Repeat this a few times without closing the door while your puppy is inside the crate, maybe 5-10 times. If your puppy immediately grabs the food and/or toy and walks back outside, toss another treat or the toy right back inside.
Remember to be patient and that it will take a few weeks until your puppy is reliably crate trained.
Next, slowly close the door on them while they’re busy with whatever you tossed in there. Leave it closed for as short as 1-2 seconds, then open it again.
Slowly increase the amount of time you close the door - 5 seconds, 10 seconds, 15 seconds, 30 seconds, 60 seconds, you get the idea.
Your ultimate goal is to be able to leave your puppy crated for a while when you can’t actively supervise them.
However, please never use the crate as a means of punishment or confinement for an unreasonably long time. That’s not what it’s there for, and if it’s misused in that manner, you can expect your puppy to have accidents in there.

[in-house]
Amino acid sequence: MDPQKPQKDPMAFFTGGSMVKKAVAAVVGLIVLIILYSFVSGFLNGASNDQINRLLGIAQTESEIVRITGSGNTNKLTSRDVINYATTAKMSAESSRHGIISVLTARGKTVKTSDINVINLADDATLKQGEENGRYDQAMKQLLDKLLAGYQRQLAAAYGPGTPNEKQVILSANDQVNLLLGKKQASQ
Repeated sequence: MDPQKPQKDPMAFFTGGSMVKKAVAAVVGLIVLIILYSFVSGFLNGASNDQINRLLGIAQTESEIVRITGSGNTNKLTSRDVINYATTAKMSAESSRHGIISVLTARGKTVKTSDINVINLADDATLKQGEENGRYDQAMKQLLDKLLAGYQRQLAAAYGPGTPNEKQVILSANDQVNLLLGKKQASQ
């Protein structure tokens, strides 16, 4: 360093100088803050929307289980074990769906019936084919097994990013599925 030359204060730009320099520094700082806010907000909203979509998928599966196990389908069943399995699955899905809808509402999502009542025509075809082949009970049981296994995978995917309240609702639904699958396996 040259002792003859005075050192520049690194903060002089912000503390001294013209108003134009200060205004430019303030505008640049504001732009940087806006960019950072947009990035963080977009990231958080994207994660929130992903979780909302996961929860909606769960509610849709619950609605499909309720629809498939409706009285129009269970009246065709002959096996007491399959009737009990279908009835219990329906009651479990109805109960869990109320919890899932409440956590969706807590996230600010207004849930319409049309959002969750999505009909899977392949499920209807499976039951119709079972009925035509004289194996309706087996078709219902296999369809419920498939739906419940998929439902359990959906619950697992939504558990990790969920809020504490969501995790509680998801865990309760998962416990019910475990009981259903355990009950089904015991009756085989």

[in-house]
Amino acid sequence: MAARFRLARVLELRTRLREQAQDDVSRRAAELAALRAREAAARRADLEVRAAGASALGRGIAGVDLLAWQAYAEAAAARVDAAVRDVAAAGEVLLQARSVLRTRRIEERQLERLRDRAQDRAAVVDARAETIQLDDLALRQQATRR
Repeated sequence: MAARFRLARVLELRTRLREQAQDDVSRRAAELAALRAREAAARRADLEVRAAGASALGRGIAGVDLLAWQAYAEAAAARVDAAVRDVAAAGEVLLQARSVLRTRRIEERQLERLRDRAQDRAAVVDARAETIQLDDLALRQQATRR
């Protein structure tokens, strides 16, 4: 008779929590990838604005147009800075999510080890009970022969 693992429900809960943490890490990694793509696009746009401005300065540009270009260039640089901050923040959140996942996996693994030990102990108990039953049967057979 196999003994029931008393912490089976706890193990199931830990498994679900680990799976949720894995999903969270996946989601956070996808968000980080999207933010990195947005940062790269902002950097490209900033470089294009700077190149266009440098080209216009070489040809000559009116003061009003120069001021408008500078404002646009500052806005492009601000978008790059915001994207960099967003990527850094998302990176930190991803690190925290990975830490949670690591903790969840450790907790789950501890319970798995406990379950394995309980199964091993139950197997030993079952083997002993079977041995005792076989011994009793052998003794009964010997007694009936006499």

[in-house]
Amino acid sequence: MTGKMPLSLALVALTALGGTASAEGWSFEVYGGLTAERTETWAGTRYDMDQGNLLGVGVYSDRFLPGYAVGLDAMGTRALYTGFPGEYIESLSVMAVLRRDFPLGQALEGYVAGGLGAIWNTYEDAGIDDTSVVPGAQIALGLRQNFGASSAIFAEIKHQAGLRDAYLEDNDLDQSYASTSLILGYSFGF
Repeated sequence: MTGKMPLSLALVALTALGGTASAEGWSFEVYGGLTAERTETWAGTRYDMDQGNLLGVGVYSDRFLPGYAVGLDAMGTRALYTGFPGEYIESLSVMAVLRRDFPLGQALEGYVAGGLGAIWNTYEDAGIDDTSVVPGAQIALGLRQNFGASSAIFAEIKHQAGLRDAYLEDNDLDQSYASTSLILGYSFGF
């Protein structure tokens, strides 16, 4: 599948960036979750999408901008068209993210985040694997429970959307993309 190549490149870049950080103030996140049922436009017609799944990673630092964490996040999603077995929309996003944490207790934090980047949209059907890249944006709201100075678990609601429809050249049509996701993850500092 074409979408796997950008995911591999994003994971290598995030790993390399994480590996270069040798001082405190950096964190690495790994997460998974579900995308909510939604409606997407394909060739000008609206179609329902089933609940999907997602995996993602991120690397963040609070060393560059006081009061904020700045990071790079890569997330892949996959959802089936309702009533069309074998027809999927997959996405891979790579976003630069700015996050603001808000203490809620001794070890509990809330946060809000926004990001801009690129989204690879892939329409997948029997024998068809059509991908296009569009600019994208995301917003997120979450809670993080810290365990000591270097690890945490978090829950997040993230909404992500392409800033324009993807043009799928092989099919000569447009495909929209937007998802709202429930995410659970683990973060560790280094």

Puppy training pads
If you decide not to use a crate, one alternative is to gate your puppy in an area that has tiles or laminate flooring and is easily cleaned. For example, the kitchen, mudroom, laundry room or bathroom.
Use baby gates that are tall enough so that your (growing) puppy can’t jump over them.
Tip: Metal baby gates are much less inviting as far as chewing on them goes than wooden baby gates.
Place your puppy’s bed in one end of that area, and put down some puppy training pads, aka potty pads, on the other end. When you suspect that your puppy needs to relieve themselves, guide them onto the potty pads and reward them with warm praise, training treats or their favorite toy when they go potty.